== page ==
Remineralize the Earth
Judy Roylance’s Testimonial
Fairmont, West Virginia
Once upon a time, on a farm not too far  away and not very long ago, there were five very old apple trees. Sadly,  they had no apples. They had not had any apples for many years; no one  knows how many. One tree was very tall; one was very wide; three were  dwarfs. The first dwarf tree stood next to a forsythia bush which was  too tired to put out any yellow flowers in April. The second dwarf tree  would have had a lovely shape if it had had anyone to prune the  suckering branches. The third dwarf tree stood near the hayfield and was  very unhappy indeed.

One winter day in late February an upright, two legged animal came  into the orchard with a ladder, some pruning shears and a wheelbarrow  full of granular, gray stuff with a label that said “Planters II, trace  mineral fertilizer. Over the next few days these five trees were  delighted to feel the wind and sun move more easily through their  branches. The suckers were removed as were the twisted branches, the  crossed branched and any that seriously impeded the sun and wind. Later  that spring some smelly, brown stuff that could have only come from the  back end of a cow was spread on the grass under these five trees.That  spring all the trees had flowers, some a few and some very many. In the  fall each tree had a few apples! There were not very many and they were  ill-shaped and spotted, but they were eagerly eaten by the deer and  that two legged animal. As the years passed the routine continued,  pruning, Planters II and cow manure, even on the forsythia. In time each  tree recovered, both its beautiful shape and its ability to provide  beautiful, tasty apples!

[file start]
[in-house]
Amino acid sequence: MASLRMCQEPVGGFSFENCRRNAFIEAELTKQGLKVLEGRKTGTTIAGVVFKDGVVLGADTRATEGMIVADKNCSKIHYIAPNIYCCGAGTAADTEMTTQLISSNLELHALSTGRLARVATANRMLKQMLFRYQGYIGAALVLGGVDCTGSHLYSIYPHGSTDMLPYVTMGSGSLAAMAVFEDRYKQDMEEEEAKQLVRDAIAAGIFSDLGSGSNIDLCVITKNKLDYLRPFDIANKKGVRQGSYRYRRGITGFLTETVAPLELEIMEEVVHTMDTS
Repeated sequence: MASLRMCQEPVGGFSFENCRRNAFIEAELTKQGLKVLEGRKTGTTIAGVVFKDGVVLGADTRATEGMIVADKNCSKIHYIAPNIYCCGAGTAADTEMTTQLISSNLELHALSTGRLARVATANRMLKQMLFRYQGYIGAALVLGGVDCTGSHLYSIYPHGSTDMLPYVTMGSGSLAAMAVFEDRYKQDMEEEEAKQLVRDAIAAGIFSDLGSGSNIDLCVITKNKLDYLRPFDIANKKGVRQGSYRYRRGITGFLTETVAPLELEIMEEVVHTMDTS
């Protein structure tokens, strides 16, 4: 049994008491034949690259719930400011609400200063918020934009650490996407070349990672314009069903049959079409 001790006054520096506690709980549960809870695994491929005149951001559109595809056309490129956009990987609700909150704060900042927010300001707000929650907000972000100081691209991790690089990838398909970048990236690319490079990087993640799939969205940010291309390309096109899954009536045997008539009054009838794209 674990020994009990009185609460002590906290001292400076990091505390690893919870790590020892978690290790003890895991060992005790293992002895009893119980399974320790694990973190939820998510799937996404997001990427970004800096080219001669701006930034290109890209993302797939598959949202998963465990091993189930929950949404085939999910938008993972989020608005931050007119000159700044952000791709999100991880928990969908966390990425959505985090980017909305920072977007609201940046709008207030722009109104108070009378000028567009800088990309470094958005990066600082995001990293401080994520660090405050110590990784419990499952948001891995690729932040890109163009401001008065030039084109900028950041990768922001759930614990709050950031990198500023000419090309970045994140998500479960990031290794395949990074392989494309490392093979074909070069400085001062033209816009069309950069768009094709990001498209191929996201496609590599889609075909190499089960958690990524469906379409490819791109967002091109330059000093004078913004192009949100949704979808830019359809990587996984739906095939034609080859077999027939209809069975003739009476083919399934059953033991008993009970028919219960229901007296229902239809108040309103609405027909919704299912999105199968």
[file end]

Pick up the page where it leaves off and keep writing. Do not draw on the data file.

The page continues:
Judy Roylance’s Testimonial

Fairmont, West Virginia

Once upon a time, on a farm not too far away and not very long ago, there were five very old apple trees. Sadly, they had no apples. They had not had any apples for many years; no one knows how many. One tree was very tall; one was very wide; three were dwarfs. The first dwarf tree stood next to a forsythia bush which was too tired to put out any yellow flowers in April. The second dwarf tree would have had a lovely shape if it had had anyone to prune the suckering branches. The third dwarf tree stood near the hayfield and was very unhappy indeed.

One winter day in late February an upright, two legged animal came into the orchard with a ladder, some pruning shears and a wheelbarrow full of granular, gray stuff with a label that said “Planters II, trace mineral fertilizer. Over the next few days these five trees were delighted to feel the wind and sun move more easily through their branches. The suckers were removed as were the twisted branches, the crossed branched and any that seriously impeded the sun and wind. Later that spring some smelly, brown stuff that could have only come from the back end of a cow was spread on the grass under these five trees.

That spring all the trees had flowers, some a few and some very many. In the fall each tree had a few apples! There were not very many and they were ill-shaped and spotted, but they were eagerly eaten by the deer and that two legged animal. As the years passed the routine continued, pruning, Planters II and cow manure, even on the forsythia. In time each tree recovered, both its beautiful shape and its ability to provide beautiful, tasty apples!

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